It also may be a sign that the treatment plan needs to be changed. Relapse prevention strategies may need to be put in place to help identify the early signs of relapse and provide coping skills to help with the cravings and stressors.
Myth #7: Going to treatment will fix the problem.
Reality: As already mentioned, addiction is a chronic disease, meaning it’s a long-lasting condition, and while it can be controlled, it cannot be cured. While it’s true that most people live long and happy lives after rehab, recovery takes commitment, support and ongoing vigilance. Treatment is a huge first step toward health and wellness, but it’s only the beginning. People still need to work on themselves. That’s why extended care, aftercare, and community programs exist, so the individual can continue to have a support system to help manage the disease long after rehab is over.
Myth #8: People can detox on their own.
Reality: Not only is this a huge myth all around, for the person suffering from addiction, it can also be another manifestation of denial. While the idea of self-detox sounds much easier than committing to an entire treatment program, the latter has a ton of the resources needed to not only tackle the disease head on, but help the individual avoid the severe discomfort of withdrawl. In treatment centres, there are doctors on hand who can prescribe medication and assist with the process in a safe, professional setting so it’s done as comfortably as possible.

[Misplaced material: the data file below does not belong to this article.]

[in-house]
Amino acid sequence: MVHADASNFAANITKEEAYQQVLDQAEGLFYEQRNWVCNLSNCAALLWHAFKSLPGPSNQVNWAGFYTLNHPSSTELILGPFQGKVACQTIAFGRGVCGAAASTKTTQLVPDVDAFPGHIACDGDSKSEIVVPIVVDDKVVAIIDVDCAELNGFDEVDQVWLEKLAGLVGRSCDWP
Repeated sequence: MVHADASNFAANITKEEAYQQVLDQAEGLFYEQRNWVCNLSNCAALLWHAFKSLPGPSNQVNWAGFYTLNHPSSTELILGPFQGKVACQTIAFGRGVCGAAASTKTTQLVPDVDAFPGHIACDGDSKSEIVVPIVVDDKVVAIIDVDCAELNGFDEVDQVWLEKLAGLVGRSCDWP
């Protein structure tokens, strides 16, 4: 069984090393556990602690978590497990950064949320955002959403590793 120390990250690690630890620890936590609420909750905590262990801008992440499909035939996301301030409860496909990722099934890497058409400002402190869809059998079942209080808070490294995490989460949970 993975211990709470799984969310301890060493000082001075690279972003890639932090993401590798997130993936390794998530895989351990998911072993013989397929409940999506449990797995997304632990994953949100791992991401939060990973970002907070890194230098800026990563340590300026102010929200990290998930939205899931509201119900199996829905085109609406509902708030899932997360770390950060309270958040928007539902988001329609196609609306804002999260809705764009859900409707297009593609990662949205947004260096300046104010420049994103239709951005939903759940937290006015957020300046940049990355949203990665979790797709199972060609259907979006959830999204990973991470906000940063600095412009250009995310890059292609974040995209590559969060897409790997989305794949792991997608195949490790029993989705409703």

Myth #9: It’s easy to spot someone struggling with addiction.
Reality: It’s not always as transparent as it seems.When most people think about addiction, they picture an old man in tattered clothes holding a brown paper bag and stumbling around. This is one of the biggest addiction stigmas in existence. In fact, many of those struggling go to great lengths to cover up their addiction from loved ones or employers to hide their shame. Unfortunately, this often keeps the person in the cycle of abuse longer allowing the disease to progress further and further.
Here are some signs to look out for if you suspect a loved one is suffering from addiction: